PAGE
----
CMinor said...

Good history review for one whose "familiarity with the movement dates from the late 90's!" It's unfortunate it has to be constantly restated.

I'm not certain OR was as big a liability to the movement as one might think, BTW. A longtime prolife activist from the left end of the spectrum (I think it was Mary Meehan but don't quote me on that) once remarked that if there was one thing old '60's radicals could respect, it was a willingness to put one's body on the line for a cause. And technology is increasingly reinforcing the legitimacy of that cause for many people.

I've been offline awhile and just saw the 22nd's post. Don't lump all feminists into one group; some of us are prolife!

Oh, and congrats & blessings upon the new sprout!

Tony said...

Social conservatives have been treated by the GOP like a faithful wife who day after day cleans the house, cooks the meals, washes the GOP's dirty underwear, generally without complaint. All they ask is that the GOP do a little fixing around the house (such as actually pushing... hard... to end abortion in this country, or have a federal Constitutional marriage amendment).

What they get is a husband who lies on the couch all the time, sometimes flirting with other women, and is all talk. Sometimes this wife threatens to leave (as many have in this election) if the husband doesn't clean up his act. The husband, of course, buys her a flower, offers to change his ways, and makes her all kinds of promises. These are promises he knows he's going to break, because he's just making them to shut her up, and he knows that she really doesn't have the guts to leave because she's thinking about how she's going to make ends meet on her own (allowing a Democrat, like Hillary, to be elected).

The only way he'll take her seriously is if the actually "moves out of the house" (says "screw it", stays home for the election, and allows the Democrat to take over for a short time).

Maybe it's time we social conservatives stop settling for second best from the party we've been faithful to. Maybe it's time to "move out" if they don't give us a candidate that's at least presentable. Maybe we ought to let them live with Hillary for 4 (or maybe 8) years if they don't learn their lesson.

Now that Guiliani has tanked, I've put my negligible weight behind Mitt. I like Mitt, but I think that I could vote for McCain if need be. (Heh, McCain... I wonder who's McAbel).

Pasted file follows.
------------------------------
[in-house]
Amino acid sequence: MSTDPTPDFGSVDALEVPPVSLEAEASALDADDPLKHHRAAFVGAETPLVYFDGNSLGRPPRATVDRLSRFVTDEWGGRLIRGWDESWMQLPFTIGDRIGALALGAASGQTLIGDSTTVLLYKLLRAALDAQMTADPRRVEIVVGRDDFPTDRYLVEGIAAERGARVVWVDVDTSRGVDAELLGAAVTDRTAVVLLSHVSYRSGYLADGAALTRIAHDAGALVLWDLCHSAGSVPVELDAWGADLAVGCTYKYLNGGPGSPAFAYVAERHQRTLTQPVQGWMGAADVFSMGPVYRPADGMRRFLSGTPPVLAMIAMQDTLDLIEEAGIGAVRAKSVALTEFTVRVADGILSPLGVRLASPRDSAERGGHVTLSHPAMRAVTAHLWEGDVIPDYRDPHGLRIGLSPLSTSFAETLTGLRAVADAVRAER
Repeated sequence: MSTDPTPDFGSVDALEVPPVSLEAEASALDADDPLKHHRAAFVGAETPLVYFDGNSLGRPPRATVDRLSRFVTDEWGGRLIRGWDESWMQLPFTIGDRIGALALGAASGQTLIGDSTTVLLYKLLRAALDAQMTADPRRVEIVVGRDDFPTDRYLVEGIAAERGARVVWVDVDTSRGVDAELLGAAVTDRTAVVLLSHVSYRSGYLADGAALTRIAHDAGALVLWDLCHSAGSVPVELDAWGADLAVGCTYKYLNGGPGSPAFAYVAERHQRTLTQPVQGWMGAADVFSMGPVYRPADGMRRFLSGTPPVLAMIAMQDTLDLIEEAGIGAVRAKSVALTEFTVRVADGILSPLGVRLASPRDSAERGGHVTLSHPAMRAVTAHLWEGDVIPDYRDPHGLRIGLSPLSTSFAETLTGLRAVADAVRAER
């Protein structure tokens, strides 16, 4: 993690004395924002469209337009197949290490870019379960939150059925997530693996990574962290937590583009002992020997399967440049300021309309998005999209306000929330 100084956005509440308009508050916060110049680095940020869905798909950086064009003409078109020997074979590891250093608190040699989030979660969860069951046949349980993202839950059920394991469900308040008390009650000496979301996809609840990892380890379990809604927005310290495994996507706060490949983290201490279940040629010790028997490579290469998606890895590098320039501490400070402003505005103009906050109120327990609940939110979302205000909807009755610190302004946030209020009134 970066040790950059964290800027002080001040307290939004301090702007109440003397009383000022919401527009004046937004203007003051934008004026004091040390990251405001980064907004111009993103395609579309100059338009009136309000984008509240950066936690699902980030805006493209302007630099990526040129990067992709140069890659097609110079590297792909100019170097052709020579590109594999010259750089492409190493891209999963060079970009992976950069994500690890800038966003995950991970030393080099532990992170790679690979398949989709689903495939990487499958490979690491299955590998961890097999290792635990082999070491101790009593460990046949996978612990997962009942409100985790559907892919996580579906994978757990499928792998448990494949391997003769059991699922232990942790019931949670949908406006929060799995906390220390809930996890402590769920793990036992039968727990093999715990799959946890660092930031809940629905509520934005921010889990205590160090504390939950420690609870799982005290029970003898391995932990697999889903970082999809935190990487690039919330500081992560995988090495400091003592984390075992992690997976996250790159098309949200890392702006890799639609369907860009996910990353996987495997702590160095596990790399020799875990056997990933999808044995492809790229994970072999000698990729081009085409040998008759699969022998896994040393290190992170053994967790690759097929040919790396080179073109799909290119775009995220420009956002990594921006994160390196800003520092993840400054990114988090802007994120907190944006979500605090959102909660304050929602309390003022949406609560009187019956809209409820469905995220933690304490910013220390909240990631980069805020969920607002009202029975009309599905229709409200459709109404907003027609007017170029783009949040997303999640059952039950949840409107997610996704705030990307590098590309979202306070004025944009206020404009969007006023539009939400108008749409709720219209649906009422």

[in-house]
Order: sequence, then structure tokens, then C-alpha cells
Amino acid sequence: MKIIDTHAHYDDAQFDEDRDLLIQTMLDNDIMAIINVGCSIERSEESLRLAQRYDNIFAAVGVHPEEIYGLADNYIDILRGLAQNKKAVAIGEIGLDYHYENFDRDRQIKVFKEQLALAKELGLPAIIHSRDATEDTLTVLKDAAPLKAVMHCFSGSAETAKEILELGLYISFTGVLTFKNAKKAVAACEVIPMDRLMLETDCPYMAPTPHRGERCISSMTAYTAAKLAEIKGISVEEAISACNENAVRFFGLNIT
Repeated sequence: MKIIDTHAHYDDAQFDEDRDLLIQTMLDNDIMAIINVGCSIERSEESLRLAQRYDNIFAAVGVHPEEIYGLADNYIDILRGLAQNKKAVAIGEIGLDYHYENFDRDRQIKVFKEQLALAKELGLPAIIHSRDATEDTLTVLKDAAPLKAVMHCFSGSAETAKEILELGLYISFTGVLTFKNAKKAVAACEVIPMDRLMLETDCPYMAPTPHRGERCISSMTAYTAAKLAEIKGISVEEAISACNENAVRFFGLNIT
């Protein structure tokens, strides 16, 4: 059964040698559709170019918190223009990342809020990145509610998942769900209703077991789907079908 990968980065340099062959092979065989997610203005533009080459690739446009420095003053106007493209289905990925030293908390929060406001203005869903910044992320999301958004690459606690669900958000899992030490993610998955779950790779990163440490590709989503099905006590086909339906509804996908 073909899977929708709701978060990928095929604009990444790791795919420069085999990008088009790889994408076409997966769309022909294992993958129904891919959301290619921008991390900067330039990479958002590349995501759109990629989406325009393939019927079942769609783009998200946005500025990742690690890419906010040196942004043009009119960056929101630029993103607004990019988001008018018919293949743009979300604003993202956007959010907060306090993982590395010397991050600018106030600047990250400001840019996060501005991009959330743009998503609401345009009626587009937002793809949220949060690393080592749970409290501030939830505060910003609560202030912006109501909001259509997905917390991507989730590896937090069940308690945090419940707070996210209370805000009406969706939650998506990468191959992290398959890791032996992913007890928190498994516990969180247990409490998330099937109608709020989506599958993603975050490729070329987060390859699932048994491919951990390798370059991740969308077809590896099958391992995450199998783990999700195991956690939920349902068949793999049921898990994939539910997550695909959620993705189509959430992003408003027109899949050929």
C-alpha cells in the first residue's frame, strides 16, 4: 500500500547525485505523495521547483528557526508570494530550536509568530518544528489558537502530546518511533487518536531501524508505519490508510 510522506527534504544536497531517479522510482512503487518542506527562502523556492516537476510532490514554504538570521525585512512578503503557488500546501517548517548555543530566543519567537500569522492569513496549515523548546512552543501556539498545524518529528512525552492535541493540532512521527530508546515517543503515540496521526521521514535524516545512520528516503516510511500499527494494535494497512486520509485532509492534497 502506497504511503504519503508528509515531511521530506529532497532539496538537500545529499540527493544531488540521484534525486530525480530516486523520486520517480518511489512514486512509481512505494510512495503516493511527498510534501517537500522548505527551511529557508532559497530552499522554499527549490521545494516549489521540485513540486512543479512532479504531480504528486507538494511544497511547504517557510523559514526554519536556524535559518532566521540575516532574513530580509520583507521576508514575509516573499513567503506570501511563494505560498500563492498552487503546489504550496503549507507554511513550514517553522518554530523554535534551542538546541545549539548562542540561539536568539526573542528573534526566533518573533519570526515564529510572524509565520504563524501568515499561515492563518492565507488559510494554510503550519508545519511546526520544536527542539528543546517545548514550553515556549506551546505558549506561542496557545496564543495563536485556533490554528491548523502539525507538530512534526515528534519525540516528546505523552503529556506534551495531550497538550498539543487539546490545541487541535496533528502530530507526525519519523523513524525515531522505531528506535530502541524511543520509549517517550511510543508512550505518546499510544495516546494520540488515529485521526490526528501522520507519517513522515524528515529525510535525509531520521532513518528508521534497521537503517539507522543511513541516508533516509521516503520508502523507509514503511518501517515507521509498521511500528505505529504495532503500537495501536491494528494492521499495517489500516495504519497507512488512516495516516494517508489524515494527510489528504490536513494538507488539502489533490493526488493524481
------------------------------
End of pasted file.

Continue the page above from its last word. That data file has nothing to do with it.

Rob F. said...

Add Pennsylvania and Louisiana to your list of states that would not legalize abortion.

Anonymous said...

The pro-choicers like to point out that something like 87% of US counties don't have an abortion provider, if Roe v. Wade went to the states maybe this number would jump up to like 95%.

I think in our lifetimes we will see abortion clincis in the US essentially limited to a few large cities and even if the procedure is not completly banned outside of a few states (Utah, North Dakota, South Dakota, Oaklahoma, Mississippi, Alabama) come to mind, I think it will be de-facto non existant throughout most of the west, mid-west, and south.

Also don't forget, many states, even blue ones, still have their Pro-Roe anti-abortion laws on the books, and in some places they will no doubt be repealled but in others they might just stand.

With the exception of CA and a few New England States, every state will probably at some point ATLEAST put in tougher laws on par with those that exist in say Germany, waiting periods, counciling, etc.

Unless ofcourse a Dem Congress and Presidency give us some sort of "Right too chose" ammendment," at which point our country will have offically jumped the shark and I am moving to Poland.

Barring that though, the net effect of Roe going will be that overtime the numbers of abortion will go down, as will the numbers of med. students who become abortion doctors, if for no other reason, a desire not to have to deal with the patchwork hodge-podge of state laws. Also, state legislature reps will have to actually take a stand on this issue, and the rhetoric surrounding the pro-choice cause is pretty weak. Once the line "a woman's right," has been used there isn't much to fall back on, and talking about about abortion at the very least lacks the appeal on the stump of talking about a "culture of life."

One big draw back will be that in response to abortion becoming more and more scarce, dems will probably be able to push birth-control really hard on public school students (at taxpayer dime) as a "comprimise" so be ready to get elected to school board, homeschool, or pay for Catholic schooling when the day comes.

-FD